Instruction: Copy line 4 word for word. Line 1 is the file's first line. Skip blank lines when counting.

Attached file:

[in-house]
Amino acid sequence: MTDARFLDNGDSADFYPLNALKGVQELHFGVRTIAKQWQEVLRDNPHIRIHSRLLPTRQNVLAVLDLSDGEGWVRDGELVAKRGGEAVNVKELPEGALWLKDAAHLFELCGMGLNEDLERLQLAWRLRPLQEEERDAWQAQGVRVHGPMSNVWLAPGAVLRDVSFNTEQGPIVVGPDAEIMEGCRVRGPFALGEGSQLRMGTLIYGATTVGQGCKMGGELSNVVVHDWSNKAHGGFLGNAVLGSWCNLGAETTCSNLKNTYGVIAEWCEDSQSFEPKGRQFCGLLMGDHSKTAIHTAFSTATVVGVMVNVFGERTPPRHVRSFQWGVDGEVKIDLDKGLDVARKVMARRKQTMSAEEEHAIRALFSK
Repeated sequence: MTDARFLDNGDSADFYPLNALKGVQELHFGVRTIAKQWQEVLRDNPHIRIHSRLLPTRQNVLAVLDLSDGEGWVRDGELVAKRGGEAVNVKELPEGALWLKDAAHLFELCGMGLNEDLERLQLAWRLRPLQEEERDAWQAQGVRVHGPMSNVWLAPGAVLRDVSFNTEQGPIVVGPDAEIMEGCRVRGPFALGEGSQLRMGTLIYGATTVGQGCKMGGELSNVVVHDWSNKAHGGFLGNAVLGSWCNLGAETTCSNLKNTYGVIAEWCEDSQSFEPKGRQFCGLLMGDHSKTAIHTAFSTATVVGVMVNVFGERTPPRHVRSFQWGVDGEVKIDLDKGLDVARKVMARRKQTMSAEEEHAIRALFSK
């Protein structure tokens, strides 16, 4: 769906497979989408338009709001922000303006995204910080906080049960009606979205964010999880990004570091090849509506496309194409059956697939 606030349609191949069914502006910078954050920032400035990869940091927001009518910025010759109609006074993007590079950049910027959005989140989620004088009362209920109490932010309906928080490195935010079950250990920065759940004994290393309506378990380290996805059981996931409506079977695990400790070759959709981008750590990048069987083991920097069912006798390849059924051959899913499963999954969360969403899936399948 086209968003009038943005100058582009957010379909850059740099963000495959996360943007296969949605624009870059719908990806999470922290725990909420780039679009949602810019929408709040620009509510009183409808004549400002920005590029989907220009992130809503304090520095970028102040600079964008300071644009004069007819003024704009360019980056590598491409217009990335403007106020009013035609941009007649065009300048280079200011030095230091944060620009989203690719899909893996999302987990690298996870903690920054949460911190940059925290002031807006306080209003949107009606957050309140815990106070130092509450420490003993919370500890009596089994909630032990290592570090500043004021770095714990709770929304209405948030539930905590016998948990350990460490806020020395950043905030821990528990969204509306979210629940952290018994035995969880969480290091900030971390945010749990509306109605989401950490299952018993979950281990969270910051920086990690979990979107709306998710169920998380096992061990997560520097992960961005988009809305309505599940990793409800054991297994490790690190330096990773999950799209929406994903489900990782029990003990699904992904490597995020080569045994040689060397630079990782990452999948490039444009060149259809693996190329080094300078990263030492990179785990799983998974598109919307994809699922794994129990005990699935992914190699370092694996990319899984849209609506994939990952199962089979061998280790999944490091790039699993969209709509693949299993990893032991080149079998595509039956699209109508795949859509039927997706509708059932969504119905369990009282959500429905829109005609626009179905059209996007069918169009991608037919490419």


């Protein structure tokens, strides 16, 4: 769906497979989408338009709001922000303006995204910080906080049960009606979205964010999880990004570091090849509506496309194409059956697939 606030349609191949069914502006910078954050920032400035990869940091927001009518910025010759109609006074993007590079950049910027959005989140989620004088009362209920109490932010309906928080490195935010079950250990920065759940004994290393309506378990380290996805059981996931409506079977695990400790070759959709981008750590990048069987083991920097069912006798390849059924051959899913499963999954969360969403899936399948 086209968003009038943005100058582009957010379909850059740099963000495959996360943007296969949605624009870059719908990806999470922290725990909420780039679009949602810019929408709040620009509510009183409808004549400002920005590029989907220009992130809503304090520095970028102040600079964008300071644009004069007819003024704009360019980056590598491409217009990335403007106020009013035609941009007649065009300048280079200011030095230091944060620009989203690719899909893996999302987990690298996870903690920054949460911190940059925290002031807006306080209003949107009606957050309140815990106070130092509450420490003993919370500890009596089994909630032990290592570090500043004021770095714990709770929304209405948030539930905590016998948990350990460490806020020395950043905030821990528990969204509306979210629940952290018994035995969880969480290091900030971390945010749990509306109605989401950490299952018993979950281990969270910051920086990690979990979107709306998710169920998380096992061990997560520097992960961005988009809305309505599940990793409800054991297994490790690190330096990773999950799209929406994903489900990782029990003990699904992904490597995020080569045994040689060397630079990782990452999948490039444009060149259809693996190329080094300078990263030492990179785990799983998974598109919307994809699922794994129990005990699935992914190699370092694996990319899984849209609506994939990952199962089979061998280790999944490091790039699993969209709509693949299993990893032991080149079998595509039956699209109508795949859509039927997706509708059932969504119905369990009282959500429905829109005609626009179905059209996007069918169009991608037919490419």